The Stop the Madrassa Coalition focused primarily on Ms. Almontaser as a strategy, said Mr. Pipes, because the group could get little information about the school itself. The coalition quickly publicized several discoveries. Ms. Almontaser had accepted an award from the Council on American-Islamic Relations, a national Muslim organization that critics claim has ties to terrorist groups (an assertion the group adamantly denies). In news articles, Ms. Almontaser had been critical of American foreign policy and police tactics in fighting terrorism. She also gave $2,000 to Representative Cynthia A. McKinney of Georgia, whom Mr. Pipes and others have characterized as an Islamist sympathizer. (Ms. McKinney, who is no longer in office and did not respond to requests for an interview, has had a strong following among Arab-Americans in part because of her criticism of the Patriot Act.)
Critics of the Madrassa Coalition say its tactics are typical of campaigns singling out Muslims: They lean heavily on guilt by association. The nuances of the claims against Ms. Almontaser were lost as the controversy lit up the blogosphere, said Chip Berlet, a senior analyst at Political Research Associates, a liberal organization outside Boston that studies the political right. One Web site, MilitantIslamMonitor.org, displayed photographs of Ms. Almontaser wearing her hijab in different styles, suggesting that she had undergone a public relations makeover to “disguise” her “Islamist agenda.” The criticism of Ms. Almontaser and the school spread to newspapers, eliciting negative editorials in The Daily News and The New York Sun.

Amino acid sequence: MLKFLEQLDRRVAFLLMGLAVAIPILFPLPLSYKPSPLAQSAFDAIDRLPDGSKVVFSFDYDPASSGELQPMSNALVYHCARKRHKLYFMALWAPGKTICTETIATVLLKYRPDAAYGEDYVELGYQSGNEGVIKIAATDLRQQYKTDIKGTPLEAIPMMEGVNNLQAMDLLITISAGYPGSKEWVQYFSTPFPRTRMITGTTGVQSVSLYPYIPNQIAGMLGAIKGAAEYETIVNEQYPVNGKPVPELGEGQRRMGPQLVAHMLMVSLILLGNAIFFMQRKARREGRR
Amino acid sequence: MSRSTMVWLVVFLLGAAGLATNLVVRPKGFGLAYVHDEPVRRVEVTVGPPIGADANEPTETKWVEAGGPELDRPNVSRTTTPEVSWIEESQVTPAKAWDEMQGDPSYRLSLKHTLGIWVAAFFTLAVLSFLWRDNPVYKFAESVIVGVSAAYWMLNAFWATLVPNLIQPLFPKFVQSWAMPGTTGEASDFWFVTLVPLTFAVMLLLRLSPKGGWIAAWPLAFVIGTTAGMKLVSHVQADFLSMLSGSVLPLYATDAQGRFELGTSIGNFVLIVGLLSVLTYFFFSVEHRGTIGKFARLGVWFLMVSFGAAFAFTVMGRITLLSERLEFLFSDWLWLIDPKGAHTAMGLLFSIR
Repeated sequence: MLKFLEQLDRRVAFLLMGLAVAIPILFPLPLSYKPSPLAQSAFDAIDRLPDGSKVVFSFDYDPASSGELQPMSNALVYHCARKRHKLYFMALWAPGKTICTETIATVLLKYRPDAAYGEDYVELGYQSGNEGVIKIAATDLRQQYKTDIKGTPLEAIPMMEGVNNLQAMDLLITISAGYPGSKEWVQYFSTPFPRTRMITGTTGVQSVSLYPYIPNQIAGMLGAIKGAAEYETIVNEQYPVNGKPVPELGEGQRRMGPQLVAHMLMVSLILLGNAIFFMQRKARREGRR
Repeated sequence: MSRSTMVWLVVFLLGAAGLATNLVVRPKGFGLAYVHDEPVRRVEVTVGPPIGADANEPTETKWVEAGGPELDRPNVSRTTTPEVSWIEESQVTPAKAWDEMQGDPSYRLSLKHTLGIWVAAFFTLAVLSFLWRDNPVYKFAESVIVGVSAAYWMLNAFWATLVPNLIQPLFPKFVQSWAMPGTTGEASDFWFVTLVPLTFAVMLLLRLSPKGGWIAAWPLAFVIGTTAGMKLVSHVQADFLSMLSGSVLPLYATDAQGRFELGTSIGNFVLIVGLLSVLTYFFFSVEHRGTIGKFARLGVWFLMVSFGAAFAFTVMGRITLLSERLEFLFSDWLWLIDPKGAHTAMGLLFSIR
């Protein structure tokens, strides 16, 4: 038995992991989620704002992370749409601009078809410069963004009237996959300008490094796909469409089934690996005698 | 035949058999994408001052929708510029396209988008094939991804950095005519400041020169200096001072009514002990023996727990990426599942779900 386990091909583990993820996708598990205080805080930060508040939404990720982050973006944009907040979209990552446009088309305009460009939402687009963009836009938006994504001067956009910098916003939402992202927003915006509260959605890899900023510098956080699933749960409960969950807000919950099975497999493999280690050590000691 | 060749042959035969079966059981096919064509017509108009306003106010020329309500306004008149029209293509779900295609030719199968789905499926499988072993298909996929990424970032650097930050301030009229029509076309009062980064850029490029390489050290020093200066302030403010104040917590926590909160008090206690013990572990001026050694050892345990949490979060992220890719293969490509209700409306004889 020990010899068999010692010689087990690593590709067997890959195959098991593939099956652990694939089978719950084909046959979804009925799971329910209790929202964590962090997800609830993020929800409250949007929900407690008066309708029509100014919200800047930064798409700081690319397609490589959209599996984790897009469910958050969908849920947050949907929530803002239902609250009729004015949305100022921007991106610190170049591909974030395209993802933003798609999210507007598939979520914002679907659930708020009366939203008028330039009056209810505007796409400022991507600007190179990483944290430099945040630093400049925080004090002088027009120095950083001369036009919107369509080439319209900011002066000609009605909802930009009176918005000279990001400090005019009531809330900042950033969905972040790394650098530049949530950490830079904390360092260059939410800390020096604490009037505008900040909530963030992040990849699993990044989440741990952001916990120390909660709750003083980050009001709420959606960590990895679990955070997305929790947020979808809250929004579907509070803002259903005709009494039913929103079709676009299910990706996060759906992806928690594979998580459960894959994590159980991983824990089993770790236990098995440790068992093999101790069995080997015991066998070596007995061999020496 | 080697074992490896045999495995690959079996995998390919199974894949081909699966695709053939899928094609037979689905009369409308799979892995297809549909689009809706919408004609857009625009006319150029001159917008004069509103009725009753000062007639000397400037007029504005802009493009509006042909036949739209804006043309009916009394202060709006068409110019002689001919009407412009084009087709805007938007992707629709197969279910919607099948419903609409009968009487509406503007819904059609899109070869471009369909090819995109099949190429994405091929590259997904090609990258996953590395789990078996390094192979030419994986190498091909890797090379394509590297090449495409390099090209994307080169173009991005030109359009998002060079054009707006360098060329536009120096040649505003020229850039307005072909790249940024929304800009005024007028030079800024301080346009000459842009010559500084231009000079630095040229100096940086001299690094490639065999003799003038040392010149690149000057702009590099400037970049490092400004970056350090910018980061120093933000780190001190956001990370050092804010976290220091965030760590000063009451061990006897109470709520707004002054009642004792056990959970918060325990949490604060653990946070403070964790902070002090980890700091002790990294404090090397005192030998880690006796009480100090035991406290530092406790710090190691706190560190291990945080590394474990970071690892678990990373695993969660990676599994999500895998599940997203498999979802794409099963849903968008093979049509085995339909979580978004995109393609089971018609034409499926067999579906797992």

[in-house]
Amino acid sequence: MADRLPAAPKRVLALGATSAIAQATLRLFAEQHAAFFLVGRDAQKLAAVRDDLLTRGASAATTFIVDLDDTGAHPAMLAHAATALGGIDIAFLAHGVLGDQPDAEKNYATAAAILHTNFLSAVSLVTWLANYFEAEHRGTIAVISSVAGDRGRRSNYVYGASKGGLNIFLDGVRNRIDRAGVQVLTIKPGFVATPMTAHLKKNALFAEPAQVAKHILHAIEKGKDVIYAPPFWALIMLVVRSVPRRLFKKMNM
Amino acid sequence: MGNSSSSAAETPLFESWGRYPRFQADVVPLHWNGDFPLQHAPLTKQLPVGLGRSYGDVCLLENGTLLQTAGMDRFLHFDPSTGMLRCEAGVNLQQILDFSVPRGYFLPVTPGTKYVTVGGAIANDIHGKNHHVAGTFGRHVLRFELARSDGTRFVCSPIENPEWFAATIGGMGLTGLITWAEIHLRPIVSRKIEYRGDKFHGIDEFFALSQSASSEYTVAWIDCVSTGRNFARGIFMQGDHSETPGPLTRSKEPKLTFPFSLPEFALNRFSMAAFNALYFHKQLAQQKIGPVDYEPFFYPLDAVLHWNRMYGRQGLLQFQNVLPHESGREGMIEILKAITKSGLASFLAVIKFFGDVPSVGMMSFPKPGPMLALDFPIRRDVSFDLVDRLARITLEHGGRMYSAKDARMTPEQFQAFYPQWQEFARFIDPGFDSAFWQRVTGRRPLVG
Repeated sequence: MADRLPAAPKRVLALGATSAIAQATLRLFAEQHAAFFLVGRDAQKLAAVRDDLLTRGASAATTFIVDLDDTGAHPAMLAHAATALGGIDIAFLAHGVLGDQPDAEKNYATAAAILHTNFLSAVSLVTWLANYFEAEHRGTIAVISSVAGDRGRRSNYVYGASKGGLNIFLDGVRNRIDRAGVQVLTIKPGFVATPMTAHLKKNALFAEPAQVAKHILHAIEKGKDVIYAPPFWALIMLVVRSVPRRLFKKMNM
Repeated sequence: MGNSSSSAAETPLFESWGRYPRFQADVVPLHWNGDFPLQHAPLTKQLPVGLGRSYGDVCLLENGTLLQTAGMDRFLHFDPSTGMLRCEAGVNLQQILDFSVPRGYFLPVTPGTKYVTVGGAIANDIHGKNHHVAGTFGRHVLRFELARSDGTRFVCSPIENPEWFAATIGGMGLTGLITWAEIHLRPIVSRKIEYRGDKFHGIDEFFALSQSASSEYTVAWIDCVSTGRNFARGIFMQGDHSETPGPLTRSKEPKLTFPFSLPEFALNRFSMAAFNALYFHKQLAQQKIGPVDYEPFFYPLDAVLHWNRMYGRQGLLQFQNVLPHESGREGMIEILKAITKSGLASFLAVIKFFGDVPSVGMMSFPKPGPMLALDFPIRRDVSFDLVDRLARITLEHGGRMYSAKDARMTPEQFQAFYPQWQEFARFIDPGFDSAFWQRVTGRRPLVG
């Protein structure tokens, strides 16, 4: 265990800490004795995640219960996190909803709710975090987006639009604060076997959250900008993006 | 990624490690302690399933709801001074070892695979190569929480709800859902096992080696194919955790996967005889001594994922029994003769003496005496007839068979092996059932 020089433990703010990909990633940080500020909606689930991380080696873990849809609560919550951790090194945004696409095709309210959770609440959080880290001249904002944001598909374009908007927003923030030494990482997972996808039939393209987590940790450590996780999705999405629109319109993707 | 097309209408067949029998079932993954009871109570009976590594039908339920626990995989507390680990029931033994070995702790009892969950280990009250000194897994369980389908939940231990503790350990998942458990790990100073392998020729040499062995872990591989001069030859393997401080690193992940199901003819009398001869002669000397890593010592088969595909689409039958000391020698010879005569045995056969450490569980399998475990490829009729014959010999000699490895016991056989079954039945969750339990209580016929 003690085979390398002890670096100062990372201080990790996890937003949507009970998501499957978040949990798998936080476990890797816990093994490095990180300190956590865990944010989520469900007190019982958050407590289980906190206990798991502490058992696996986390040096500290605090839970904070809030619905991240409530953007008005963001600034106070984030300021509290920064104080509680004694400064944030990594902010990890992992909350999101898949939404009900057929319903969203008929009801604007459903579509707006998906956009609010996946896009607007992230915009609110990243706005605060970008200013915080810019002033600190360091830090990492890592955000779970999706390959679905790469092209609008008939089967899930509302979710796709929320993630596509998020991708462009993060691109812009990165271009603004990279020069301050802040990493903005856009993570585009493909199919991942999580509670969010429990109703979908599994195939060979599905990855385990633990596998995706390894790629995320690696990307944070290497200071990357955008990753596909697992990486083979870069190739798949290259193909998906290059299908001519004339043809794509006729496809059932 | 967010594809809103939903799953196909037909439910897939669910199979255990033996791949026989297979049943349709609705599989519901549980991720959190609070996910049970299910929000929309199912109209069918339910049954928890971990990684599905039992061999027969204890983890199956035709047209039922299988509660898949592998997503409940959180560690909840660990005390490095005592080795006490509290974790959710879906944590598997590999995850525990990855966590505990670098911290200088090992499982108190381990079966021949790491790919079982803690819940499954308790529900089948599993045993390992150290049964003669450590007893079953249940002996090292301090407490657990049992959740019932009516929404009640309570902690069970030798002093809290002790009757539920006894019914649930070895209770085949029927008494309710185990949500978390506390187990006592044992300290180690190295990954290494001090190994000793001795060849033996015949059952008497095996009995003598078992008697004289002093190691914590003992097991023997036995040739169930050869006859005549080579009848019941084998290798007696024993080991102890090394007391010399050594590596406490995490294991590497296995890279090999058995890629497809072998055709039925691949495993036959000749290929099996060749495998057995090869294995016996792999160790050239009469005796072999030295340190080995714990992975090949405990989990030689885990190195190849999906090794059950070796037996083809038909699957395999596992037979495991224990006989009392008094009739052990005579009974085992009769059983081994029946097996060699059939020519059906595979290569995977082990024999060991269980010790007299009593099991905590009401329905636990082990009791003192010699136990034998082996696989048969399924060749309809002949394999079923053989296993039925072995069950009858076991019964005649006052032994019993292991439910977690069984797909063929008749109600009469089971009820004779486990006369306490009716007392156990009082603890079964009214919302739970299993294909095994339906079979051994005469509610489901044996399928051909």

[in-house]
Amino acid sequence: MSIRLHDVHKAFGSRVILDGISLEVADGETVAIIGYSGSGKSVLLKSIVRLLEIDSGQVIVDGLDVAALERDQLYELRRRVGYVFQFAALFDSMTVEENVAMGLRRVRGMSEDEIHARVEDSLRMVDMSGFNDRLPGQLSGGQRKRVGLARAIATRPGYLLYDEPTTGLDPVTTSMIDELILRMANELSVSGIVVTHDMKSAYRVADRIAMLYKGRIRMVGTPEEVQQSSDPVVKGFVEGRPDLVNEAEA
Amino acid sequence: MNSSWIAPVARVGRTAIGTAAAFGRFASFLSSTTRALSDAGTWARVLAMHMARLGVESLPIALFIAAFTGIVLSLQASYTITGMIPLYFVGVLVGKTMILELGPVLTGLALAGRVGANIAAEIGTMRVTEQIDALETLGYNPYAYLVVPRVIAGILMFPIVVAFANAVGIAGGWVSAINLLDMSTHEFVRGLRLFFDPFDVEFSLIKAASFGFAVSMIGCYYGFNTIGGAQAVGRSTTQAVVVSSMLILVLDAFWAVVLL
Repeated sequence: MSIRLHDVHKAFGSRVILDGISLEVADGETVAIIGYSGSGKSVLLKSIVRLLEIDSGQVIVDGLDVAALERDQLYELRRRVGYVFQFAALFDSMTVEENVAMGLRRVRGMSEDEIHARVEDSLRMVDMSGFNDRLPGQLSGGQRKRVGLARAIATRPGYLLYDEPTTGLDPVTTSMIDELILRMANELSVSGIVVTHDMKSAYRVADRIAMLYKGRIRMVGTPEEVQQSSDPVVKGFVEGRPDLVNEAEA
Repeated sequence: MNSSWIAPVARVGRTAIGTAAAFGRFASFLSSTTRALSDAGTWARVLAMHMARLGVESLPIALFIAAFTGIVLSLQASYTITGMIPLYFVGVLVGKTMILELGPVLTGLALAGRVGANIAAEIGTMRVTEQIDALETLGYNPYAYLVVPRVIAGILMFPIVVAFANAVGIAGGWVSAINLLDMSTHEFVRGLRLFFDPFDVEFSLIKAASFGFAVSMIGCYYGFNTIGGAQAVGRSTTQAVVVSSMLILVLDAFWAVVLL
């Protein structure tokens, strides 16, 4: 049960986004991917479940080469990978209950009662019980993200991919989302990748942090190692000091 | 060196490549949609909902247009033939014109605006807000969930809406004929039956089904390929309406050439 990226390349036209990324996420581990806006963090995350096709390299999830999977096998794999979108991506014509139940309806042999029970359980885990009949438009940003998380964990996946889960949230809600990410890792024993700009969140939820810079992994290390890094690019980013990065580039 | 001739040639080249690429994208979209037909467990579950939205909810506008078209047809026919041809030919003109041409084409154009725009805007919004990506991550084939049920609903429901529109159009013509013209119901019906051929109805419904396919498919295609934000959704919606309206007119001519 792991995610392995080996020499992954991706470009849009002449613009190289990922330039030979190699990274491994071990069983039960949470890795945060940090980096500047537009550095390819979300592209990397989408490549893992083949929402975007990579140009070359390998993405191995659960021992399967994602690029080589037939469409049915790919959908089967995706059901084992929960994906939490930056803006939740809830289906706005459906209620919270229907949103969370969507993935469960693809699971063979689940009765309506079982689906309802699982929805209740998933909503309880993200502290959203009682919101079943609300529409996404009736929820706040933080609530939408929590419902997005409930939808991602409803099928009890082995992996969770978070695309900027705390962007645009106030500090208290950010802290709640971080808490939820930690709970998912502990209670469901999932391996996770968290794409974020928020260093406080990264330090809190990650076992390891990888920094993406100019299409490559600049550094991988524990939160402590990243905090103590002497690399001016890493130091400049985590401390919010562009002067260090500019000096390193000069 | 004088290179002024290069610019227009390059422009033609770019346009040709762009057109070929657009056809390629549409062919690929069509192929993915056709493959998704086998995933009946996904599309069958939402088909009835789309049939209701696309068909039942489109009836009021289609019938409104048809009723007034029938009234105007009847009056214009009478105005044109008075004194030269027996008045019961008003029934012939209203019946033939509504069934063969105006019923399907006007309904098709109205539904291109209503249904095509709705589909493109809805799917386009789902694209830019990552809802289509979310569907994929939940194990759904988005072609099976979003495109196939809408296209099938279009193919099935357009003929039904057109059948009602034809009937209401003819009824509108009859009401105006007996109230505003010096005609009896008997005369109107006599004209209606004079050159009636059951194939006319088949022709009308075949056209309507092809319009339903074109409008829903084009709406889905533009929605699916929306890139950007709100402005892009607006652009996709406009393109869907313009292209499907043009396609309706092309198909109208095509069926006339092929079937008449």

Ms. Almontaser was stunned, she said: Her school would touch upon religion only in its global studies class, following the same curriculum as all New York public schools. She tried to keep her head down, she said, and set out to recruit students, half of whom she hoped would be Arab. But opposition to the school mounted after critics learned that its advisory council included three imams (along with rabbis and priests), that there would be an internship for students with a Muslim lawyers’ association and that the proposal for the school suggested it might offer halal food. (The advisory council never met and has since been dismantled, and the school does not offer halal food, Education Department officials said.)
As the attacks continued, Joel Levy of the New York chapter of the Anti-Defamation League published a letter defending Ms. Almontaser in The Sun. Mr. Levy made reference to the possibility that his organization would provide anti-bias training to Ms. Almontaser’s staff.
The letter caused a stir among some Arab-Americans, who were bothered by Ms. Almontaser’s ties to Jewish groups. In late June, Aramica, an Arabic and English newspaper based in Brooklyn, ran a cover story with the headline “Zionist Organization Supports Gibran School Principal,” focusing on the link between Ms. Almontaser’s school and the Anti-Defamation League.
In just five months, Ms. Almontaser’s image had been transformed. She was rendered a radical Muslim by one group and a sellout by another.
T-Shirts, and a Resignation
At first, some city officials rallied to Ms. Almontaser’s side. Among them was David Cantor, the chief spokesman for the Department of Education, who wrote in an e-mail message to the editor of The New York Sun, Seth Lipsky: “I won’t allow Dan Pipes a free pass to smear Debbie Almontaser as an Islamist proselytizer who denies Muslim involvement in 9/11. It is a false picture and an ugly effort.”